A solicitor’s salary varies depending on their area of specialisation and years of experience. For example, a solicitor can expect an average starting salary of £34,700 – but the highest salaries can exceed £140,000. The average amount a solicitor earns is £55,200.
Trainee solicitors at a top city firm may earn £50,000, rising to above £100,000 on qualification, and reaching anywhere up to seven figures by partnership. Many of these numbers are essentially halved for high street solicitors (reasons why – often relating to work-life balance – will be discussed later on in this article).
A Barrister can expect an average starting salary of £40,300 – but the highest salaries can exceed £200,000. The average amount a barrister earns is £89,200.
Barristers are often self-employed, so their career progression is much less simple to predict – they bill at their own personal rate, which could lead their salaries to be anywhere between a trainee solicitor’s salary and that of a top partner. Criminal barristers tend to earn far less than those working in corporate areas (which has been the subject of recent strikes in Britain). Barristers can even out-earn solicitors (a recent Manchester City case saw Lord Pannick reportedly charging £10,000 per hour for his services – roughly the same as star midfielder Kevin De Bruyne on the pitch).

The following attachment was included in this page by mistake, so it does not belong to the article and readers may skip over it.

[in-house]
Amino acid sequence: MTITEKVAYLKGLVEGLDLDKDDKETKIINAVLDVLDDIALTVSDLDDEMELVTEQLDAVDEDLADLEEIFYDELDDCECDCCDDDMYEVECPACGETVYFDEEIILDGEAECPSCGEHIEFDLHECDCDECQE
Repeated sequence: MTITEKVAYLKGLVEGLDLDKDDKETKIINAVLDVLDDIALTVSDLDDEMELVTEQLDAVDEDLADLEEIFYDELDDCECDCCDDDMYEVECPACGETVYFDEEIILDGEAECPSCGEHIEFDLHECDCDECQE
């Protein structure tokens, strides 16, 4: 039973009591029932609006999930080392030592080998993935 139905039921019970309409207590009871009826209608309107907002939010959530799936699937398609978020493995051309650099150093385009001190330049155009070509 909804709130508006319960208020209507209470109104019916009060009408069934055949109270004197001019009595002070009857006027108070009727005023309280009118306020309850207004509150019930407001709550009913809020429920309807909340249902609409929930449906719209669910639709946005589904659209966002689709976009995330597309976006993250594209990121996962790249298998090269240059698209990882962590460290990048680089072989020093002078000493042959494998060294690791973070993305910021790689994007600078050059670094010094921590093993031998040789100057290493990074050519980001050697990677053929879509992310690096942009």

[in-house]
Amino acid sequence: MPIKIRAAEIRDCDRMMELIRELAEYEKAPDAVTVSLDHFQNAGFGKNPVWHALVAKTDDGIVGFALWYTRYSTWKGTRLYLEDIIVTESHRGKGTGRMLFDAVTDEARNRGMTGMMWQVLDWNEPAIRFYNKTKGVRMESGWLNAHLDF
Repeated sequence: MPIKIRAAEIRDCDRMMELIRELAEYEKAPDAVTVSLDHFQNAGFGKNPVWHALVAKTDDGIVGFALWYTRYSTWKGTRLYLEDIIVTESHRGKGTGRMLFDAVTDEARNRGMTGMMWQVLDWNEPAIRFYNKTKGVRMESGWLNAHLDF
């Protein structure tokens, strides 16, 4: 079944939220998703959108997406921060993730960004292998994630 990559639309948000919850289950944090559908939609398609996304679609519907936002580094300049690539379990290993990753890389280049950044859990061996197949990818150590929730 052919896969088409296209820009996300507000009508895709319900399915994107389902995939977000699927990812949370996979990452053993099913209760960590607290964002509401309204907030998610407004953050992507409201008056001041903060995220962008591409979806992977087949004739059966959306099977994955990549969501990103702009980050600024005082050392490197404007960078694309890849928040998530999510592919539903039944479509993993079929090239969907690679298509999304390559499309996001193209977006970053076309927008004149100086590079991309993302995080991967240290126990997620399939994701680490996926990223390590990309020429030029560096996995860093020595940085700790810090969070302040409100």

We go into more detail about the difference between salaries for barristers and solicitors in our guide.
Barristers and solicitors also have different fee structures. It’s important to know the business of law if you’re interested in pursuing a career there. Solicitors usually bill via time (known as the ‘billable hour’ model). Other extras may include a no-win fee reduction, or a fee cap – all of these factors are often decided by more senior solicitors (e.g. Partners), and depend on the specific client and work involved.
Barristers often have daily rates instead of billing by the hour. An upfront cost is often requested before starting on work, and then payments follow each day after that.
In short, while barristers and solicitors are both highly trained legal professionals, these two career paths are actually quite different in a number of ways. Weighing up the pros and cons of factors such as work-life balance or salaries is ultimately a personal decision, and one that may be best decided by considering your own personality and skillset. Both careers do offer a great deal of satisfaction for aspiring lawyers if chosen (and managed) correctly.